In 1963, Brother Cross visited the islands with local leader, President Brenner and found the people to be extremely interested. Full-time missionaries Jay C. Sandberg and Marion P. Tanner were brought to the island along with district (local) missionaries Aurelio Munoz and Lorenzo Garrido. The brethren rowed twelve miles to the island which took about four hours. Brother Cross recalled:

We arrived at the island and they received us very well. The first full day was taken up in talking to the council and arranging for the stay of the two local missionaries. . . . Second day we began to give classes. The first class was to the children of school age, the primary school. The very first class we had a little over fifty children present, and also some adults were standing in. . . . While President Munoz was giving the class, the children actually sat there with their mouths open at the things that Elder Munoz was teaching them. I suppose for most of them it was the first time that they had ever heard of Jesus Christ. As he told them of the life of Jesus Christ the children were enthralled. (Ibid.)
Classes were also held with the women. It was harder to meet with the men because they worked during the day and met in the council house for business in the evening. Teaching after dark was difficult because there were only a few lanterns.

Elder Sandberg later wrote:

While we were over there the people of the island after listening to us elected to have the Church, or to adopt the Church as part of their island. And they have chosen two-possible places where they are thinking of building a Bamboo house where the missionaries can teach their people and where Church meetings can be held. We had a very successful trip, largely due to the district missionaries who taught their people in their own language, the Cuna language. (History written by Elder Sandberg.)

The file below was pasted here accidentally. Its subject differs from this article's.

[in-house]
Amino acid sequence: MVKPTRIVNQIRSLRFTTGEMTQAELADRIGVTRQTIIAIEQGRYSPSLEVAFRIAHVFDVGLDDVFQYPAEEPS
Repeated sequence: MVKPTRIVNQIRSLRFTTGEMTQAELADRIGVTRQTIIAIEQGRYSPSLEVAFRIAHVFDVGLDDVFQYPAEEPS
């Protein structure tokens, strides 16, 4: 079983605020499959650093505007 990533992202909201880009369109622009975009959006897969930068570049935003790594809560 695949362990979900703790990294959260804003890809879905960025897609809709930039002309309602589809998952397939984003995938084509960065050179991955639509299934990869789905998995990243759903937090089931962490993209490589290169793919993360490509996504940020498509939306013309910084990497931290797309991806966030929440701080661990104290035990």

The full-time elders stayed on the island for four days and the local missionaries remained for another week. The people on the Carti Tupili did not want them to leave and wanted to have Elders with them all the time. Elder Sandberg said, "Even though we have hardly done anything on the island itself, two or three of the nearby islands have already expressed a desire to have the gospel taught to their people." Within six weeks, the elders baptized about twenty Cuna on the mainland.

Branches were organized on several of the islands. Many of the inhabitants of Carti Tupili and Ustupo were baptized. The first meeting house was completed in April 1970 on the island of Ustupo.

Valden L. O'Donnal shared with LDS-GEMS:

While I was in Panama from 1972 to 1975, unfortunately all of the San Blas Branches except the one in Ustupo had been closed due to inactivity. There were two full time Elders assigned to Ustupo and we (the District Counsel and District Presidency) visited the Ustupo Branch at least once a month. Sometimes we stayed over night with the Elders in the hut that the Branch had built for them next to the Branch President's home. When we stayed over night, we slept in hammocks. . . . Toward the end of my family's tour in Panama, the Elders were taken off the Island due to lack of progress. I don't know what happened to the Branch after we left.
A 1990 Census indicates there are 40,000 Cuna Indians on 40 major populated San Blas islands. See some WWW pages on San Blas: